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A History Of The Church In Nine Books by Sozomen

THE bishops held long consultations; and after summoning Arius before them, enquired diligently into his doctrines, yet at the same time withholding their final decision. When at length the appointed day arrived on which the controversy was to be terminated, they assembled together in the palace, because the emperor had signified his intention of taking part in the deliberations. On his entrance, the emperor passed through to the head of the council, and seated himself on the throne which had been prepared for him, and then motioned to the members of the synod to be seated: for seats had been arranged on either side along the walls of the palace, which was a very large and beautiful edifice.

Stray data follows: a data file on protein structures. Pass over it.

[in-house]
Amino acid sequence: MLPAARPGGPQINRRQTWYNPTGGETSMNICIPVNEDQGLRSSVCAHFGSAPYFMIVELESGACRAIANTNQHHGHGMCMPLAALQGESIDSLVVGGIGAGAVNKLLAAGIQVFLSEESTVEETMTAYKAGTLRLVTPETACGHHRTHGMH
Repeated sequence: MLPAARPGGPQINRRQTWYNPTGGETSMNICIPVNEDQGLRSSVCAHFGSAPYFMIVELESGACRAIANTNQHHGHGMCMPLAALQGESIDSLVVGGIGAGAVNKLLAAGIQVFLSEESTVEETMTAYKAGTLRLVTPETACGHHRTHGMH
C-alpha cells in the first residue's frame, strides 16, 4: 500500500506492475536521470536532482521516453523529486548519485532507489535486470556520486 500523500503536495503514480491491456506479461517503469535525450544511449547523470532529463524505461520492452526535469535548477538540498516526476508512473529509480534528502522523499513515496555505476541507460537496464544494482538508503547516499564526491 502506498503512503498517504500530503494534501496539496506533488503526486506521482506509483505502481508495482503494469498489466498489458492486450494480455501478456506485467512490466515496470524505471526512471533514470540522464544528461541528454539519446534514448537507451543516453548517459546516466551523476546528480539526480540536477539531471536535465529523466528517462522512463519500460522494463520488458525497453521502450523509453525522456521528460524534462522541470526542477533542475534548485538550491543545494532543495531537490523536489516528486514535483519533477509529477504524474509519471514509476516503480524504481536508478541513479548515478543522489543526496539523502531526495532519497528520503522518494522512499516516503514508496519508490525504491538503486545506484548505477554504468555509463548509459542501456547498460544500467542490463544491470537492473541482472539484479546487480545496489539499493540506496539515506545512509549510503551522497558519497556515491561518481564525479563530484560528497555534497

After they were seated, Eusebius Pamphilus arose, and delivered an oration in honour of the emperor, returning thanks to God on his account. When he had ceased speaking, and silence was restored, the emperor delivered himself in the following words:—“I give thanks to God for all things, but particularly, O friends, for being permitted to see you assembled here, for I desired most ardently to gather the priests of Christ into one place: now, it is my desire that you should be of one mind, and hold the same opinions in fellowship of spirit, for dissension in the Church of God is the greatest of evils. I never experienced more poignant sorrow than when I heard that dissension had crept in among you, for such an evil ought to have no existence among you, who are the servants of God and the dispensers of peace. On this account it is, that I have called you together in a holy synod, and being both your emperor and your fellow-physician, I seek from you a favour which is acceptable to our common Lord, and as honourable for me to receive as for you to grant. The favour which I seek is, that you examine the causes of division, and bring the controversy to a close, and that you thus restore peace and unanimity among yourselves; so that I may triumph with you over our enemy the devil, who excited this internal strife because he was provoked to see our external enemies subdued and trampled upon beneath our feet.” The emperor pronounced this discourse in Latin, and the interpretation was supplied by a bystander.








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